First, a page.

My first thought was that the 2% who bought Twilight opted for escapism over realism, hot romance over true tales of a warming planet. Could it have been my cousins in Arkansas, I wondered? Last spring when I visited I saw Twilight lying around at both of their homes, but no trace of the latest by yours truly. Hmmm.
My next thought was that the 98% who bought Earth in the Hot Seat knew exactly what they were looking for and had already decided to buy it. I wouldn't be surprised if they knew me personally. I mean, the book's not exactly in the ranks of top sellers, although I was pleased to see that it moved from a six-digit rank (this morning) to a five-digit rank (this afternoon). I suspect that all it takes is one copy sold for a book to make a seemingly dramatic advance up the ranks. Maybe my neighbor who said she was going to check it out actually bought a copy! And just maybe someone bought it after learning that it won the 2010 Green Earth Book Award for nonfiction, a recent honor that makes me beam.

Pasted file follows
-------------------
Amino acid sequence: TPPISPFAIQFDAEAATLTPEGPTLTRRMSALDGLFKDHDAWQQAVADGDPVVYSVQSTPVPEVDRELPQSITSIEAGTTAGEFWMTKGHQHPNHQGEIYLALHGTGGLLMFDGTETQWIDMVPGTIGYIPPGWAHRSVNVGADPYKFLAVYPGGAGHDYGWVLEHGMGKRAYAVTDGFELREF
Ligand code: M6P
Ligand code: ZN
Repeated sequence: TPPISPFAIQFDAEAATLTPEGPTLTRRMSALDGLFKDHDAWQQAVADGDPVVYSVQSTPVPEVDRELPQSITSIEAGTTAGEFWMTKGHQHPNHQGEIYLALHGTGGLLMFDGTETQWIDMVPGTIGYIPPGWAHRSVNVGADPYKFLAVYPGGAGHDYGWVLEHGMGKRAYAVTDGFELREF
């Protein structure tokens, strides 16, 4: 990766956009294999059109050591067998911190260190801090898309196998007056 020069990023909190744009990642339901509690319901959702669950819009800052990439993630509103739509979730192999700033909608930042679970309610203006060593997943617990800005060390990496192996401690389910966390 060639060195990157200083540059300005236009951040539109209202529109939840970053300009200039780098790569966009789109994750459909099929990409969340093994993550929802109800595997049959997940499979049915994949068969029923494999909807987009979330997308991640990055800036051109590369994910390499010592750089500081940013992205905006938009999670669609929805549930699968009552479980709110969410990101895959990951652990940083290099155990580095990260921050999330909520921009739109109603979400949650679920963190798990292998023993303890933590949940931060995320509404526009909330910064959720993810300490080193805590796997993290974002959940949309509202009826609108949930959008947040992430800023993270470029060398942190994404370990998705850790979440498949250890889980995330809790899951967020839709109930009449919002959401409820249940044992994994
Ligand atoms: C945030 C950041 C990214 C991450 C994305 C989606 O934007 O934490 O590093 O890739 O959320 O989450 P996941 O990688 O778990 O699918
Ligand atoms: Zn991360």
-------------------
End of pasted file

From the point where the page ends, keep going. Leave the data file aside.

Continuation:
Anyway, while I'm lingering in the twilight zone, I'd like to turn from our usual focus on nonfiction and give a shout-out to fellow winners of this year's Green Earth Book Awards, which are awarded to books that "best raise awareness of environmental stewardship, and the beauty of our natural world and the responsibility that we have to protect it." Congratulations to:
Miss Fox’s Class Goes Green, written by Eileen Spinelli and illustrated by Anne Kennedy (picture book category)
Operation Redwood, written by S. Terrell French (children's fiction category)
The Carbon Diaries: 2015, written by Saci Lloyd (young adult fiction category)